A verbal picture of Band of Bones

New York Debut Concert at Christ & St. Stephens's Church September 25, 2011

I went to David Chamberlain's concert last night.  What a treat it was.  Some of their arrangements could not be topped by anyone. 8 trombones and 3 rhythm, what a sound!

You know the trombone is one of our oldest instruments and is still in the same shape as it was in the 1500 hundreds,  Amazing if you think about it.  Every other instrument is different including the piano. Yamaha took seven years to make the first electric piano now this is all we hear.  David had a Yamaha piano, 6 foot, at the church and it looked brand new too.   His program was very interesting because he covered so many bases, but made them flow in and out of one another.  He did not stay into one era or theme but made them compliment each other.  They all played so great in the terms of all the great trombone players of the past. He seemed to mention JJ Johnson a lot, but others were there too..

He had many different arrangers on the program, blasts from the past, Lynn Welshman,Todd Anderson, Wayne Andre all past friends of mine.  I would have wanted the first number, could of been longer to warm up the band and let them all solo to get the cob webs out of their horns. It was called Band of Bones Blues composed by David. Stan Kenton started out with a ballad. Or maybe New Orleans Stomp!  Ha Ha.  Anyway he had a lovely singer there too: Antoinette Montague, She was lovely and she was from NJ.  But she sang as well as anybody and that is what I use to do is back up singers on their stage shows.  In fact so much I got sick of it.  I am crazy yes. I must know something about it.

Anyway, it reminded me too of my days with my 10 piece rehearsal band with three saxes and three brass playing my arrangements of my tunes. David said, " there are no saxophones here or trumpets here, just trombones.” I understand him.  Saxophone players can get a bit too much with their long solos, the trumpets with their high notes.  Ya, David keep it up. Being a woodwind player I really know what he is speaking about.

We must praise Dave for giving the trombones their rightful place in music and remembering the great players from the past that help create this sound. It is a part of music history which is so rich in music from former times.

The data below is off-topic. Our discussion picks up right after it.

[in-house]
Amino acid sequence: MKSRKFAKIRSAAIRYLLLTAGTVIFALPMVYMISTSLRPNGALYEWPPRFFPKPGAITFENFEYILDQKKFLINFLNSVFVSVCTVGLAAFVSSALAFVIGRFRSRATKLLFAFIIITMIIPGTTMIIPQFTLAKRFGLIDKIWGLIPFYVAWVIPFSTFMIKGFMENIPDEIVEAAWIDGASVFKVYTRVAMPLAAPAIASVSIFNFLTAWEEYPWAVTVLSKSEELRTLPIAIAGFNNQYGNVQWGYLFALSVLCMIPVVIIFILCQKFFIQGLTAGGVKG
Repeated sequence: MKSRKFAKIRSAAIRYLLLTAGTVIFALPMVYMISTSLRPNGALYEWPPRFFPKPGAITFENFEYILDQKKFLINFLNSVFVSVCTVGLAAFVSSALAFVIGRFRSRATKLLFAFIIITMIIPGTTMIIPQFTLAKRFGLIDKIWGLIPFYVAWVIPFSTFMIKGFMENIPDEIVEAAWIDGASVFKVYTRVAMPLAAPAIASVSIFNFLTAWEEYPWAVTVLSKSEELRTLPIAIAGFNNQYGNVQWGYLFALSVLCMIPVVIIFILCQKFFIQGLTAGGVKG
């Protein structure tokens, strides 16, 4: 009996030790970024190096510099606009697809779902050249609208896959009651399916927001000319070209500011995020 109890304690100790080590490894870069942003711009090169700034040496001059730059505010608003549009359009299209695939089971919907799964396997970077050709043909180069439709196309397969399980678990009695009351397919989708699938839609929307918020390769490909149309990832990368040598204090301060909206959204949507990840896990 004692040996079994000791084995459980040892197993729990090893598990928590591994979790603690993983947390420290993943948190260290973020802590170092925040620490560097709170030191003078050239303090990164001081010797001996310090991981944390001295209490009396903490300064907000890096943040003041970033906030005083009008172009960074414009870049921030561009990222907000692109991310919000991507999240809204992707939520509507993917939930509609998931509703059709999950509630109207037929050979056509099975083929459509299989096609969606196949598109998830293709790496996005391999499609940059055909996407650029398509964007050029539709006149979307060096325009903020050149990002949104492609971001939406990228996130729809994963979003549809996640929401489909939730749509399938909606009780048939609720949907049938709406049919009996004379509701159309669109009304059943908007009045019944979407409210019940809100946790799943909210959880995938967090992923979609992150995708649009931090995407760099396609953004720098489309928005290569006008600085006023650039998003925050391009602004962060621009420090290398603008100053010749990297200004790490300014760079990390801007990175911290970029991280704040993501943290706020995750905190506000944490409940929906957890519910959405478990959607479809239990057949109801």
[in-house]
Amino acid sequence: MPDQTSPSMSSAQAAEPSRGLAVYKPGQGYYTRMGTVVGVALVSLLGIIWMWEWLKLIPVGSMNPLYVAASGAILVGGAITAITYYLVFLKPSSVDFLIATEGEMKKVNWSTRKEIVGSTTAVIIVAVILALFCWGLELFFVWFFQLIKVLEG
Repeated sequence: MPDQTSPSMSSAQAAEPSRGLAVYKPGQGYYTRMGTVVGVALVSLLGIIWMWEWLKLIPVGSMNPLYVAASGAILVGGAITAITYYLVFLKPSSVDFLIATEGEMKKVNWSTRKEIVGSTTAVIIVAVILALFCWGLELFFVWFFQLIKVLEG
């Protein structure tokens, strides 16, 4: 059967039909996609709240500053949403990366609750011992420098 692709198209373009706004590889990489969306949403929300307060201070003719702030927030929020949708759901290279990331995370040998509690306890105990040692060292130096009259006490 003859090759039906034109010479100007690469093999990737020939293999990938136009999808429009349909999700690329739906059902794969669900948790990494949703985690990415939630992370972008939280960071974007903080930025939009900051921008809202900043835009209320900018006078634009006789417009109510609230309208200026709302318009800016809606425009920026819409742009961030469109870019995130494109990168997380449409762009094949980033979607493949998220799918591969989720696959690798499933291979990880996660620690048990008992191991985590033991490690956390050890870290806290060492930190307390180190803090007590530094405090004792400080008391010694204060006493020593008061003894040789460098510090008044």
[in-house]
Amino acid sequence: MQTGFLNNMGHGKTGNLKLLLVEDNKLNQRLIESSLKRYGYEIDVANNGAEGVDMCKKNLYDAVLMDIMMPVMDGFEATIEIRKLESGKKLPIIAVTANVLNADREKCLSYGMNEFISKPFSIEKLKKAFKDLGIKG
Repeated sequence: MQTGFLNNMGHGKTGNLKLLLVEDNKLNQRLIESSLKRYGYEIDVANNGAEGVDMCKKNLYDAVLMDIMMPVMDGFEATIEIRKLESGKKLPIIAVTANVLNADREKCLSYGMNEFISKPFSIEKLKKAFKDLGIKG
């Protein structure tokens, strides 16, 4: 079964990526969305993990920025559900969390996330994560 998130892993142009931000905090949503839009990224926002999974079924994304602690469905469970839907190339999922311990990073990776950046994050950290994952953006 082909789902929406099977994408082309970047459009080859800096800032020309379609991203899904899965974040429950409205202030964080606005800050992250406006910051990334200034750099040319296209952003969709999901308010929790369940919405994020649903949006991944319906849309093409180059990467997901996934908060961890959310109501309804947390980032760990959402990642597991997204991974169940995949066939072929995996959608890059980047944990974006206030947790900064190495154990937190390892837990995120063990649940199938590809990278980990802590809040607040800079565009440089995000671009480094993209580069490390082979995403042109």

Recently I rediscovered Dixieland music and have been studying it and learning about the richness and humor of this great American music that has been set aside for more popular forms of music. It is just as true a music as Beethoven and Mozart.

He entitled the program Band of Bones NYC Full-length concert debut.  He was so gracious in giving attention to all the players and recognizing  their talents. Which of course they so richly deserved, I wanted to call them all the 'real angles' of our world.  Of course the concert wasn't perfect, but some of the numbers were just outstanding like: The Continental, Getting Sentimental Over You, Stardust, Is You is or is You Ain't My Baby? and A Night in Tunisia all classic tunes. I must say the orchestration by Wayne Andre was outstanding and for me the highlight of the evening. Todd Anderson's piece was a modern harmonic contribution to these traditional tunes. Again, Dave covering a lot of musical eras with his group.

If you have a chance to hear the band go to their concert. It will be a special treat. http://www.bandofbones.com All concert information on their web site.

The performers were, Bruce Eldem Charley Gordon, Nate Mayland, Mark Patterson, Chris Rinaman, and Bob Suttmann tenor trombones, Bass trombones, Max Seigel and Dale Turk, Piano Kenny Ascher, Bass Dick Sarpola and Drums Mike Campenni.

Let us wish them the best success in the future. These are my thoughts.

Yours, Greg Henry Waters :-)


In a presentation like this one should not speak of other things. But this group is not only about the Band of Bones, but it is about music history, harmony, orchestration, jazz solos, styles of music and social issues that effect our lives.